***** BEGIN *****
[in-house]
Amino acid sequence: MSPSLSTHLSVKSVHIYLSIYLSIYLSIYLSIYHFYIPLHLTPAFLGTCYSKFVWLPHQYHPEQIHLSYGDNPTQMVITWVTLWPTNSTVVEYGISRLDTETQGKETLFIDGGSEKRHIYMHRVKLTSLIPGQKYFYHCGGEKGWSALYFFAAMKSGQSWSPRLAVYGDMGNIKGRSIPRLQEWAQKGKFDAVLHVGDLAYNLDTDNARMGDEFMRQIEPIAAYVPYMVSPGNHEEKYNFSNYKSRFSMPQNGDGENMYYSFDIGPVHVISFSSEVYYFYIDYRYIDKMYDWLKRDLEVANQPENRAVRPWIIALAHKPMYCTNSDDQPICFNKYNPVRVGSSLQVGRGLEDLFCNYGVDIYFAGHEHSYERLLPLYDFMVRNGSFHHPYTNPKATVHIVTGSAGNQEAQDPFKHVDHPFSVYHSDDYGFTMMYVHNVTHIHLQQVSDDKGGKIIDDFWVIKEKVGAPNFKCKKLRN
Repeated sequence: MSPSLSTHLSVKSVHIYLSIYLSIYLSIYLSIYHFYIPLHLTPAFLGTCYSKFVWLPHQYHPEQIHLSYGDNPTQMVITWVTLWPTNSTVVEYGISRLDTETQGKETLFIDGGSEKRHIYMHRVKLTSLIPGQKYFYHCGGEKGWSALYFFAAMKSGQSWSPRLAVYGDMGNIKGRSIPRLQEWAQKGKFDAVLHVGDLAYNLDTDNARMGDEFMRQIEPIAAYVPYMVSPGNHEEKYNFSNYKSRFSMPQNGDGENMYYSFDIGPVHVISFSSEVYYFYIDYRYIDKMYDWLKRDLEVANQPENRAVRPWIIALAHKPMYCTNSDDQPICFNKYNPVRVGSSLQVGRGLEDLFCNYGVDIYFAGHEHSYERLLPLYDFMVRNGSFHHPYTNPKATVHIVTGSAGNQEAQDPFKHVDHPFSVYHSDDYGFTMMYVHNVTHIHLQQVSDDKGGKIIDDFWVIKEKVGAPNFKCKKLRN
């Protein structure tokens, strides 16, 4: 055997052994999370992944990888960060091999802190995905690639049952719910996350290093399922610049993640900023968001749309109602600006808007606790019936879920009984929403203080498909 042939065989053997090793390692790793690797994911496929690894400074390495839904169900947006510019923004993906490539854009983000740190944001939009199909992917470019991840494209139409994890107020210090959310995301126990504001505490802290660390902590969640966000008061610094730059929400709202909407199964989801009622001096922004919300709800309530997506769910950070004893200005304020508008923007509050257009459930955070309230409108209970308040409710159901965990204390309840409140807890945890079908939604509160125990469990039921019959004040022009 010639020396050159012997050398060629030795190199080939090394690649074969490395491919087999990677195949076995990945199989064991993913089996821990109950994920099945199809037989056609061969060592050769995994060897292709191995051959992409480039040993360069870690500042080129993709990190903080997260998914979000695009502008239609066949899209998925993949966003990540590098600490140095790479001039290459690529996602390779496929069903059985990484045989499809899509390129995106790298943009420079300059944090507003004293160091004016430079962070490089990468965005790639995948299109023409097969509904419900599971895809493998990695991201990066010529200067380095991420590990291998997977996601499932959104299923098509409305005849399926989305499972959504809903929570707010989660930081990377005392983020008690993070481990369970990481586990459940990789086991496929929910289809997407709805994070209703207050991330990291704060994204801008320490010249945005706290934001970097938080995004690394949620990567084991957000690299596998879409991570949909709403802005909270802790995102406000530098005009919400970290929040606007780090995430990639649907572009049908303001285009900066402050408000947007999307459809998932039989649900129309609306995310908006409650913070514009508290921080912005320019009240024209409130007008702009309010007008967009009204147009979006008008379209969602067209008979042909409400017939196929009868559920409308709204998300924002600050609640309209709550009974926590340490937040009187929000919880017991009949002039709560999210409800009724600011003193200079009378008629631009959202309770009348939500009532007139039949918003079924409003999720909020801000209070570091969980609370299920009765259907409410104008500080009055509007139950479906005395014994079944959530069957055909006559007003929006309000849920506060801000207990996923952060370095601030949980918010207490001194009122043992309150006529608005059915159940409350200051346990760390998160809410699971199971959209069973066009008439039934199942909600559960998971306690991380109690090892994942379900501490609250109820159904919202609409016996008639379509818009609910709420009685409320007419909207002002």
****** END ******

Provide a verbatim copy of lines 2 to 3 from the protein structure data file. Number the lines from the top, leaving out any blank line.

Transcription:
Amino acid sequence: MSPSLSTHLSVKSVHIYLSIYLSIYLSIYLSIYHFYIPLHLTPAFLGTCYSKFVWLPHQYHPEQIHLSYGDNPTQMVITWVTLWPTNSTVVEYGISRLDTETQGKETLFIDGGSEKRHIYMHRVKLTSLIPGQKYFYHCGGEKGWSALYFFAAMKSGQSWSPRLAVYGDMGNIKGRSIPRLQEWAQKGKFDAVLHVGDLAYNLDTDNARMGDEFMRQIEPIAAYVPYMVSPGNHEEKYNFSNYKSRFSMPQNGDGENMYYSFDIGPVHVISFSSEVYYFYIDYRYIDKMYDWLKRDLEVANQPENRAVRPWIIALAHKPMYCTNSDDQPICFNKYNPVRVGSSLQVGRGLEDLFCNYGVDIYFAGHEHSYERLLPLYDFMVRNGSFHHPYTNPKATVHIVTGSAGNQEAQDPFKHVDHPFSVYHSDDYGFTMMYVHNVTHIHLQQVSDDKGGKIIDDFWVIKEKVGAPNFKCKKLRN
Repeated sequence: MSPSLSTHLSVKSVHIYLSIYLSIYLSIYLSIYHFYIPLHLTPAFLGTCYSKFVWLPHQYHPEQIHLSYGDNPTQMVITWVTLWPTNSTVVEYGISRLDTETQGKETLFIDGGSEKRHIYMHRVKLTSLIPGQKYFYHCGGEKGWSALYFFAAMKSGQSWSPRLAVYGDMGNIKGRSIPRLQEWAQKGKFDAVLHVGDLAYNLDTDNARMGDEFMRQIEPIAAYVPYMVSPGNHEEKYNFSNYKSRFSMPQNGDGENMYYSFDIGPVHVISFSSEVYYFYIDYRYIDKMYDWLKRDLEVANQPENRAVRPWIIALAHKPMYCTNSDDQPICFNKYNPVRVGSSLQVGRGLEDLFCNYGVDIYFAGHEHSYERLLPLYDFMVRNGSFHHPYTNPKATVHIVTGSAGNQEAQDPFKHVDHPFSVYHSDDYGFTMMYVHNVTHIHLQQVSDDKGGKIIDDFWVIKEKVGAPNFKCKKLRN